[Well it’s been awhile and it is time to get back into the swing of things as my self imposed exile from writing is over so hold onto your hats. Here we go!]
A few weeks back I gave a seminar titled “Self care: keeping yourself healthy for long-term ministry.” One person came up to me and said, “I really wish I had heard that talk when I started out ten years ago.” With that in mind, I want to spend the next few posts on covering just that—how to stay healthy in youth ministry. I also want to answer a question I am often asked, “How have you been in youth ministry for so long?”
Do I merely have the supernatural gift of longevity … well, not really. But what I do have is some wisdom picked up from hitting the wall a few times and learning how either avoid it or how to go around it.
As we do this we are going to go through a few of the ‘rules of staying healthy’. Our first rule is simple: run a ministry that fires you up rather than wears you out.
Ministry is tiring; there is no way around that. However, there is a kind of tiredness that is a ‘joyous exhaustion’. This is where you can fall into your bed knowing that “tonight was a great night because some really great things happened.” Think about that really great retreat you organized where the group really clicked and a number of youth had their relationship with the Lord taken to a new level. This is the kind of joyous tiredness I am talking about. This is very different to the “did we even make a difference in this event we just ran?” type of weariness and to the “why don’t my volunteers seem to get it” exhaustion that we feel deep in our bones.
With this in mind, it is imperative that you are running that type of ministry that can keep you going even when the natural tiredness comes. Here are three tips to help you along:
- You need to be in charge of a ministry that operates with your gifting and abilities. I am not an administrator—never have been, never will be. Office stuff and long meetings wear me out. I like being with youth and running youth group gatherings. I also love small group Bible study. Too many of us rushed into a job without taking a long look at whether this job is a good fit or not. So, what are you good at? What type of ministry really gets you pumped up? If you are into discipleship but running a ministry committed to evangelism, you are going to find yourself quickly wearing out. The wise word here is: if you want to stay energized, cut with your ministry grain rather than against it.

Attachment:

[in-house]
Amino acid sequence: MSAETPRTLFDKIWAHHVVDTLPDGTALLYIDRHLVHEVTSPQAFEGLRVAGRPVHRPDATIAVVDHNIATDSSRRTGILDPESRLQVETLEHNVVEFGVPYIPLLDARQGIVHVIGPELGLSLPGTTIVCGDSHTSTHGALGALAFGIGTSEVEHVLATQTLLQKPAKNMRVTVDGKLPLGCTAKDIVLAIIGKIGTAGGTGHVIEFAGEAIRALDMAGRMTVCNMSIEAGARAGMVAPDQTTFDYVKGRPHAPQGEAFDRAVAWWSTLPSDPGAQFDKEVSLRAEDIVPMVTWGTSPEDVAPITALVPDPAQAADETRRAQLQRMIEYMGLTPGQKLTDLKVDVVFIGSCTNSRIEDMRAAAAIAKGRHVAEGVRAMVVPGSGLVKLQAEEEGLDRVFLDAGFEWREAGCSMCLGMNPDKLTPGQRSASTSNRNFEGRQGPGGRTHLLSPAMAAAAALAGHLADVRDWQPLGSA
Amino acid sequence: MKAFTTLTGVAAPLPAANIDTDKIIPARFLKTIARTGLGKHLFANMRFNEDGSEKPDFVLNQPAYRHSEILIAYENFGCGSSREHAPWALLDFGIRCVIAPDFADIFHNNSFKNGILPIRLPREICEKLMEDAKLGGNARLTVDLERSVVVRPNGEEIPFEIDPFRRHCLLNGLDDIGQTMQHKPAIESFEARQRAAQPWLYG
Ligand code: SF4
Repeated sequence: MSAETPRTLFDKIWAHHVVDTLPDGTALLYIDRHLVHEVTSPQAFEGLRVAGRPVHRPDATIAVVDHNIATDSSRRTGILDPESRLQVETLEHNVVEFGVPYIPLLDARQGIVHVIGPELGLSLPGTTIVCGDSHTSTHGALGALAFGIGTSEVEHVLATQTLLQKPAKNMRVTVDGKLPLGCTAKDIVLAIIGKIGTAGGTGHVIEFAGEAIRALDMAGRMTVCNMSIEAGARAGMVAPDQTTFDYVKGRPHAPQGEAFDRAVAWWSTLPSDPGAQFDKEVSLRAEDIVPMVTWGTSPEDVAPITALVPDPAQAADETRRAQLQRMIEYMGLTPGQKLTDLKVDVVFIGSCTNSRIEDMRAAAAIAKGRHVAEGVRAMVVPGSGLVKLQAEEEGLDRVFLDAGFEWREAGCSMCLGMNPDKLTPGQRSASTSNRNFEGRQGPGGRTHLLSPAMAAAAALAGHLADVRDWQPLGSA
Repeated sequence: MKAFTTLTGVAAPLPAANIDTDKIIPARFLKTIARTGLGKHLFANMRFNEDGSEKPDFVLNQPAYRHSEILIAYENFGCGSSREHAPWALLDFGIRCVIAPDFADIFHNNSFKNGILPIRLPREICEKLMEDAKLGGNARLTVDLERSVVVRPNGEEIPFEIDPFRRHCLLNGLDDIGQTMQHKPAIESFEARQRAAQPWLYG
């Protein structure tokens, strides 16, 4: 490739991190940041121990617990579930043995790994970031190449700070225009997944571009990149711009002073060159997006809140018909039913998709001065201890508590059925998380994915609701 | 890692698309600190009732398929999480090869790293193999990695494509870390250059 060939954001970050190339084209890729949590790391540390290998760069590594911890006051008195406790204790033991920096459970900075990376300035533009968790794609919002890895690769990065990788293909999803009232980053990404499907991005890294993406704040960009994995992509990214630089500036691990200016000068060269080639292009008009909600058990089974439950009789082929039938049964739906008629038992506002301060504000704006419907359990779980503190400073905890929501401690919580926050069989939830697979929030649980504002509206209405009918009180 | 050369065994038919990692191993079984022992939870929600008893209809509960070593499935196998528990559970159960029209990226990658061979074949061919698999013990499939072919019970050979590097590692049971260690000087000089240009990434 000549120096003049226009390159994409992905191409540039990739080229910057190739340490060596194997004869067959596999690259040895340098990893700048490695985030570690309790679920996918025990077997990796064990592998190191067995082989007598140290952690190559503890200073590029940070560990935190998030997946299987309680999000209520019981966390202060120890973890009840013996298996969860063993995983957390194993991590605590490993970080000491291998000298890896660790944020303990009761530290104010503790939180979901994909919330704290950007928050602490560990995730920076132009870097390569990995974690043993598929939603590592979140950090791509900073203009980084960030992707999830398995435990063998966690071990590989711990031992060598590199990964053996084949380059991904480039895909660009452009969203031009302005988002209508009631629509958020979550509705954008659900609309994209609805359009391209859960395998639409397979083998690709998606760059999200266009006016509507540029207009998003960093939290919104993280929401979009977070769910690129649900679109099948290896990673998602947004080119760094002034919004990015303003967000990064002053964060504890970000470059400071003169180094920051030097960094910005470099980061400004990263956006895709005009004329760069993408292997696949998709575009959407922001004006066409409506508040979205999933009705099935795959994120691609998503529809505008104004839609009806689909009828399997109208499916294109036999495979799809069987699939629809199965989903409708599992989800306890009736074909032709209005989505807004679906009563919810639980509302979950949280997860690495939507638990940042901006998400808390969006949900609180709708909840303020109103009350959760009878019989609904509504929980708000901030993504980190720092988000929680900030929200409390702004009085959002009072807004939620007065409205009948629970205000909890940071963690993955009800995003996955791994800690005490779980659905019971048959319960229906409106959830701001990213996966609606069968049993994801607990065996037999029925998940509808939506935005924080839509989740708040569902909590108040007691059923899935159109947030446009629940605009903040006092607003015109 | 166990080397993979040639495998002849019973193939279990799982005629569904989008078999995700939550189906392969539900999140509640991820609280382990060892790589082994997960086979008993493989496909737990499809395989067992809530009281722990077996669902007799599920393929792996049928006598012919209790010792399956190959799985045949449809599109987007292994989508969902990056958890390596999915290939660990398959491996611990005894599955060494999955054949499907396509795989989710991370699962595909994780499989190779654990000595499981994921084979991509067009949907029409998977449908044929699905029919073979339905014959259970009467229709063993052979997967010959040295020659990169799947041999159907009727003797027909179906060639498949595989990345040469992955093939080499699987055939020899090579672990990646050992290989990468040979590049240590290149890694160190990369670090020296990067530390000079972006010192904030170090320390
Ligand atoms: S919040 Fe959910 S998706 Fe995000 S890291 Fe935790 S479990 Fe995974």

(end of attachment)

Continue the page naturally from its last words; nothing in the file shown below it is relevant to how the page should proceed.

- You need to get to the stage where everything doesn’t depend on you. I came to that realization many years ago. The youth group I was running was working well and I discovered that I could take two to three weeks for my annual vacation. I had a team of leaders that worked well and a group of core youth who loved the program and could run it without me. So, if you want to be like the energizer bunny, build up your leaders, and build up your core youth.
- Think about the practical aspects of your week: the when, what and where. Staying healthy may simply be a matter of knowing what to do and when to do it. Many of you will know my dislike for Friday evening youth group. I have seen that this program tires most leaders out rather than builds them up. In addition to this, I need to be careful of early morning prayer meetings. There will always be someone telling you that “Jesus got up early to pray”! (I had a youth leader who was adamant that we pray every other Friday at 5:00 am. I tried my best to hang in there but after three meetings I’d had enough—it simply took too great a toll.) If you are an early morning prayer type person- more power to ya. If not, don’t sweat it, God is satisfied with us praying at a later time. You may also want to think about how much driving you do. In many different settings, youth leaders find themselves spending hours in traffic or on the road. I have found this to be an energy zapper. Think about saying “no” to those meetings that aren’t all that necessary and a long distance away. Or, learn to take the bus where you can catch up on emails at the same time.
Bottom line is: stay sharp by thinking smart.